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Corporate America’s big earnings week puts a spotlight on recession risk. Some of the US’s largest banks and corporations report their quarterly results this week.
Russian strikes hit major Ukrainian cities. Missiles hit civilian targets in retaliation for a deadly explosion that disrupted Crimea’s only bridge to Russia. Later today, the UN is due to debate Russia’s annexation of four Ukrainian regions.
The US introduced new restrictions on semiconductor exports. The White House’s announcement on Friday caused shares of chip manufacturers across the world to tumble.
The 2022 Nobel Prize in Economics focused on banking regulation. Former Fed chairman Ben S. Bernanke was one of the three winners recognized for their work on banks and financial crises.
A UN body has new emissions goals for flying. The agreement to reach net-zero in the aviation industry by 2050 is nonbinding and has drawn criticism from environmentalists.
Venezuela was swept by flooding. At least 22 people died after a month’s worth of rain poured down in just eight hours.
What to watch for
For nearly three weeks, women and girls across Iran have led an uprising calling for the overthrow of its theocratic government. Demonstrations began on Sept. 16 after the death of 22-year-old Mahsa Amini, who was detained for what police deemed improper coverage of her hair. Since then, the chant “women, life, liberty” has become a de facto protest anthem.
The protests are also a response to the country’s economic stagnation. Iran’s middle class has shrunk dramatically since the US reinstated sanctions in 2018, with one third of the population having fallen into poverty. The country is also facing record inflation and its currency, the rial, has sunk to all-time lows.
The present demonstrations, which have also taken to social media, show no signs of slowing. Meanwhile, the US has imposed a new round of sanctions against Iran in retaliation for its violent anti-protest tactics. Negotiations for a new US nuclear deal—though hanging on the precipice—are still a possibility.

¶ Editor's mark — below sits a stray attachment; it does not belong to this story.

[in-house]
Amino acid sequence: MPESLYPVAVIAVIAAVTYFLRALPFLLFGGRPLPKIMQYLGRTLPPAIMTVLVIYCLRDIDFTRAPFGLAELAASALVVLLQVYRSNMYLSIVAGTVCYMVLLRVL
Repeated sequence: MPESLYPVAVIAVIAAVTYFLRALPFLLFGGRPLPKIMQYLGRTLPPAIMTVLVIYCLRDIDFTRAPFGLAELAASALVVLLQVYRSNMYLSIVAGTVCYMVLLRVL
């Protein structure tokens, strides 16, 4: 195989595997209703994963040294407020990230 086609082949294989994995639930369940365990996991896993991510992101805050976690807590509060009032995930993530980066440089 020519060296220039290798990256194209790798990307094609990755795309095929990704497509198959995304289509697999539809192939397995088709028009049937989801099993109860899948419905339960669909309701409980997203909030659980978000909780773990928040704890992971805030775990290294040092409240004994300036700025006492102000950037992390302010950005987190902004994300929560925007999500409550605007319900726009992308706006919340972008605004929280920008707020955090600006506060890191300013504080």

Europe’s power hunger leaves developing countries starving for energy
Bangladesh’s massive blackout on Oct. 4 was the most recent example of the consequences of Europe’s mad dash for gas.
Even before the war broke out, gas supplies heading to Asia were being diverted to Europe. Now with the Russia-Ukraine conflict squeezing supply, the richer European nations are getting dibs on whatever is up for grabs, driving up the price and reducing the amount available to buy for nations such as Bangladesh, India, Sri Lanka, and Pakistan.
130 million: People affected by the blackout in Bangladesh
7: Hours it took to bring power back
60%: Increase in the price of LNG in a year
$40 billion: Damages sought by Pakistan against Italian energy firm Eni and Swiss commodity trader Gunvor for not supplying the agreed deliveries of LNG
Swatch can’t keep up with demand for its space-themed watch
Swatch is getting a much-needed boost after a couple years of pandemic struggles thanks to its quirky MoonSwatch. The watch, which comes in 11 colors, each one representing one of the celestial bodies in our solar system, is attracting a lot of attention for something that doesn’t even have smart watch capabilities.
Scarcity is helping drive demand for the item: Swatch decided to only sell the watch at its brick-and-mortar stores rather than online. That’s leading some people to resell their MoonSwatches on eBay, some fetching as much as $4,000 (retail price is $260).
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A new species of beetle has been named after tennis champion Novak Djokovic. Serbian scientists found the duvalius djokovici in an underground pit in the western part of the country.
The flying Pterosaurs’ ancestors were running reptiles. The creatures were likely a mere 7 inches (17.8 centimeters) in length, most of that being tail.
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We’re understanding a deadly brain illness in children better thanks to sheep. Gene-edited flocks are helping scientists find treatments for Batten disease.
The beginnings of the office as we know it didn’t appear until the 18th century. One of the first examples was the Admiralty House in London. Learn about the others in the first episode of our newly launched podcast, Work Reconsidered.
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